July 11, 2008

The first time I travelled without my husband and children was two years ago. I went to a conference to present a paper written about my Masters thesis and it went down well. My primary occupation prior to this had been parenting for thirteen years, punctuated only in the last five years of this with part time teaching and postgraduate study.

Full time parenting was a wonderful stage of my life. The displacement I experienced after leaving full time teaching was supplanted gradually and completely by the challenges and joys of raising four daughters, whose development I found fascinating. During those years, I was cocooned in a completely fulfilling world of unconditional love. Raising my children I felt a sense of purpose and direction beyond rationality. Yet during those years, from a societal perspective I was largely invisible. After so many years, I think it was inevitable that invisibility seeped into my psyche. It took hold by stealth.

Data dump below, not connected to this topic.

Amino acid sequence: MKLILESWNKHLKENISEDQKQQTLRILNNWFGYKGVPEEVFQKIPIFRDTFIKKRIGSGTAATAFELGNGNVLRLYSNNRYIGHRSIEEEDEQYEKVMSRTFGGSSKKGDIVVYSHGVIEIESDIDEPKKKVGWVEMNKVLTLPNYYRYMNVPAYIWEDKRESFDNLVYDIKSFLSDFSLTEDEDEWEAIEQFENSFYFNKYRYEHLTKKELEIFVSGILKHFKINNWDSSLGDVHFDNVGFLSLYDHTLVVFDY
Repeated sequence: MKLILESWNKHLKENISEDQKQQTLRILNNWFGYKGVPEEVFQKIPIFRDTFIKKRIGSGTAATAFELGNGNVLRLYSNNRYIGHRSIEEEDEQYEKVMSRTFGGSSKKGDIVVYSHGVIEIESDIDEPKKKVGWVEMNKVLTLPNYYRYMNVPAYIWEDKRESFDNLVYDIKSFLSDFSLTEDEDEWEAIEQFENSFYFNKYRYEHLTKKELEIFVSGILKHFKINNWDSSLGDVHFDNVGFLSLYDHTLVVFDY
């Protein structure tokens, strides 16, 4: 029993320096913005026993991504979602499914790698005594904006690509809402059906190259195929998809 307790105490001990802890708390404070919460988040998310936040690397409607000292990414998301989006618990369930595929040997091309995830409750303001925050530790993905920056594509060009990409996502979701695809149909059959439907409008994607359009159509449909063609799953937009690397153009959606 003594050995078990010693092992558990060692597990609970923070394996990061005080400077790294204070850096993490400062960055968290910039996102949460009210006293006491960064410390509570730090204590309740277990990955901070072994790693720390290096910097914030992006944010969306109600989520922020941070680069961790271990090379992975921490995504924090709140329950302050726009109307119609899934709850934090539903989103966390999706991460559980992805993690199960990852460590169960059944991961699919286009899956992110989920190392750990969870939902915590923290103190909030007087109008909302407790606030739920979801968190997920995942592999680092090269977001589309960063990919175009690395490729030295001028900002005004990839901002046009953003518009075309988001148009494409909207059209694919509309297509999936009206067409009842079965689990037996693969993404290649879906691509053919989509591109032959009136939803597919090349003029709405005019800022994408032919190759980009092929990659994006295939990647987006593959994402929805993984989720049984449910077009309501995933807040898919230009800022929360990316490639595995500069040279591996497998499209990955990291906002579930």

When my youngest went to school and I was suddenly bereft of constant childish companionship, I realised I had become accustomed to hiding behind my children. The first time I went to the market alone, for example, I felt disconcerted by the direct gaze of the familiar store holders. I had grown accustomed to their eye contact being drawn away from me by a child vying for attention. Without a child holding on to my leg or my hand, I felt exposed and incomplete. I didn’t know how to be

That first conference was a marked stage in my journey of finding myself again as an individual and as a professional person with something to contribute to society (in a way that was recognised). Suddenly in my forties I find myself no longer invisible! I can hardly describe the turmoil I have experienced between then and now. Even the word turmoil isn’t quite right because it doesn’t convey the excitement and sense of adventure rediscovering yourself engenders. 

I have referred to the past two years as my mid life crisis. I know that its over because I feel solid again. I have reconciled new-found freedom with my responsibilities.  Parenting is still a large and important part of my life, but there’s a me in there too who can stand on her own two feet. Ah life.


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